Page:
Trimmings Tart

Walnut Pastry
225g plain flour
112g butter
60g walnuts
1 large egg yolk
water

Forcemeat
30g butter
1 onion
2 cloves of garlic
85g lean smoked bacon
85g chestnut mushrooms
85g smooth liver pate
60g fresh breadcrumbs
1tbs fresh thyme
1tbs snipped fresh chives
85g cooked, peeled chestnuts

To finish
16 round shallots
30g butter
1tbs vegetable oil
3tbs light muscovado sugar
2tbs balsamic vinegar
4tbs water
16 rashers of rindless smoked bacon
16 chipolata sausages
A handful of fresh cranberries
rosemary to garnish

  • Put the flour, butter, walnuts and egg yolk into a food processor and blitz. Depending on the moisture in the flour and butter, the yolk might be enough to bind it together. If not, use 1-2 tbs cold water until it comes together in a ball.
  • Knead the dough smooth, then cover in plastic and chill in the fridge.
  • Peel the onion and garlic and chop them finely in a food processor.
  • Melt the butter in a pan and cook the onions and garlic until softened.
  • Chop the bacon in the food processor, then add to the pan and cook for a few minutes.
  • Chop the mushrooms in the food processor, then add to the pan and cook for a few minutes to release the moisture.
  • When the mixture seems dry, tip it into a mixing bowl
  • Add the breadcrumbs, pate, chopped chestnuts and herbs and mix thoroughly.
  • Make the mixture up into balls using a tablespoon or a small ice-cream scoop to measure.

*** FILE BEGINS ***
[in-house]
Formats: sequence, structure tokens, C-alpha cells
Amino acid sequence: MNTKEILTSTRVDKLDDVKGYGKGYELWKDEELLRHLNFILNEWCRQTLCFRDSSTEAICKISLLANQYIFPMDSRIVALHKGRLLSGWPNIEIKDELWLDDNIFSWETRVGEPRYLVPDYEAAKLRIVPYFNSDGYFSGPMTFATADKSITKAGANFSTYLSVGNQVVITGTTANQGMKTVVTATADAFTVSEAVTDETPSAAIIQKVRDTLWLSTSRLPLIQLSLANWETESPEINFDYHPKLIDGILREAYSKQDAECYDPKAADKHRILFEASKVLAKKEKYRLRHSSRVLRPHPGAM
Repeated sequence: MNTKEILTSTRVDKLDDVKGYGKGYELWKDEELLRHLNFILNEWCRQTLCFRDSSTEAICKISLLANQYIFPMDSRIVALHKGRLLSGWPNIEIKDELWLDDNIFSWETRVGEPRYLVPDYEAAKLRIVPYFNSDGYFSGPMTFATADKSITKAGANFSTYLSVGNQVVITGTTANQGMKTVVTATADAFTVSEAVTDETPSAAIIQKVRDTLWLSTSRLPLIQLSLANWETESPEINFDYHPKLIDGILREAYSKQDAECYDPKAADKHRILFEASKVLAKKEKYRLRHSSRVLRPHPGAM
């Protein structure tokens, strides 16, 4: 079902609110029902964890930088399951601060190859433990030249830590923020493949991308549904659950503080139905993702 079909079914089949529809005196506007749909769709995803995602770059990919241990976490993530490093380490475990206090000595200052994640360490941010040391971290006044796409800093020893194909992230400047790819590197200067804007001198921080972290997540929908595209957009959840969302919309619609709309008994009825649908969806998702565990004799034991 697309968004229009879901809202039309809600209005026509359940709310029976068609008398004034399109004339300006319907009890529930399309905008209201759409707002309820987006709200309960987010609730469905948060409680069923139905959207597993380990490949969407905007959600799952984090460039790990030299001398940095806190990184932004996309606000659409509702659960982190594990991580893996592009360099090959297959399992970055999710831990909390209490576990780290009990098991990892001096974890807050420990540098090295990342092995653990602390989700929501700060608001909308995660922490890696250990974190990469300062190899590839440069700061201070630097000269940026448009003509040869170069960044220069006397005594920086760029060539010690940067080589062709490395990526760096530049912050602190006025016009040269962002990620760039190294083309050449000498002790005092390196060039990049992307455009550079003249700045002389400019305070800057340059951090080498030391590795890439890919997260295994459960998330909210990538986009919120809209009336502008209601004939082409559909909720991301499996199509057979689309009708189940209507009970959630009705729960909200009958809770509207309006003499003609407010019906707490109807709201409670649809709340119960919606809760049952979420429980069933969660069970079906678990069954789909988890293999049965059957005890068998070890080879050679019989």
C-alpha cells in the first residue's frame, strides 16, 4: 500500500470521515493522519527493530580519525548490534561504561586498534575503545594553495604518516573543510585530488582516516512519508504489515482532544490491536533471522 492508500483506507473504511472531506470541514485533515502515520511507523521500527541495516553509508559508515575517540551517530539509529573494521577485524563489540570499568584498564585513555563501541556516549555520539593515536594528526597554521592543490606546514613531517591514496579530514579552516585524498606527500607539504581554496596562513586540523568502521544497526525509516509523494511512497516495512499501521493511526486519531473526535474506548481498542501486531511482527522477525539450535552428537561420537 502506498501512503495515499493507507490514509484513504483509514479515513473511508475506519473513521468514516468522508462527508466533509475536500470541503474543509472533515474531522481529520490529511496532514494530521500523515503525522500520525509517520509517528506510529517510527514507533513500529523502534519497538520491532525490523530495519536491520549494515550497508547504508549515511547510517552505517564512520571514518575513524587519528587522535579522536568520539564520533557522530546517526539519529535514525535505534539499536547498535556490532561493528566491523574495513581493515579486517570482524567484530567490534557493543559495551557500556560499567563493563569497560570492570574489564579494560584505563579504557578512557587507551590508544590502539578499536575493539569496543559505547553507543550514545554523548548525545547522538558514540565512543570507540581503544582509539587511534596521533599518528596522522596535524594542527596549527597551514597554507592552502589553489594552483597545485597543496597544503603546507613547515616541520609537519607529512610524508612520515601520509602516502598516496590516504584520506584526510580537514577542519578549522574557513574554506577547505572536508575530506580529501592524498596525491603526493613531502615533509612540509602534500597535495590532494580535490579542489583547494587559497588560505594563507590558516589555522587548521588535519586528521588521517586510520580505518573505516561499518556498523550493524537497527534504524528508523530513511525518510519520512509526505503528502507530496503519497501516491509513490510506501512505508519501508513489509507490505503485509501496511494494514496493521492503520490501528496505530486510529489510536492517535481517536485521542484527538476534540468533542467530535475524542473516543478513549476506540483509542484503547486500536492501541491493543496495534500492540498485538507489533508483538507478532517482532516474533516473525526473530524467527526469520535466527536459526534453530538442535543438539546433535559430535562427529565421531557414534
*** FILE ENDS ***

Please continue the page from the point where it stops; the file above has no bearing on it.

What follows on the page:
• Pour boiling water over the shallots and leave for 2 minutes. This makes them easier to peel.
  • Peel the shallots and cook in boiling water for 5 minutes. Drain. Dry.
  • Roll the bacon up and secure with cocktail sticks.
  • Grill the sausages and bacon rolls.
  • Heat the butter and oil in a pan and gently fry the shallots until golden. NB This should be the pan you will use to bake the tart, so make sure it has an oven-proof handle or one that can be removed. Alternatively, when the shallots are cooked, tip them and the glaze into a cake/tart tin.
  • Add the sugar, balsamic and water to make the glaze and cook for a further 5 minutes until the liquid has reduced and thickened. Remove from the heat.
  • Arrange the forcemeat balls, bacon rolls and sausages in the pan with the shallots.
  • Add the cranberries to fill any gaps.  Allow the filling to cool.

NB If you’re making the tart ahead of time, then stop here. Cover the filling with clingfilm and keep in the fridge until required.

To bake and serve:

  • Preheat the oven to 200°C, 180°C Fan.
  • Roll out the chilled pastry until just large enough to cover the filling.
  • Lay the pastry over the filling and tuck round the sides.
  • Bake for 20-25 minutes until the pastry is crisp and golden.
  • Set the cooked tart aside for 10 minutes to cool slightly.
  • Run a knife round the edge of the pastry to make sure it isn’t stuck to the pan.
  • Place a plate over the pastry and carefully flip the pan over to turn out the tart.
  • Gently lift the pan off, checking that none of the filling has stuck. If it has, use a slice to ease it from the pan and place it neatly back into its place on the tart.
  • Cover up any pastry/filling disasters Garnish the tart with sprigs of rosemary.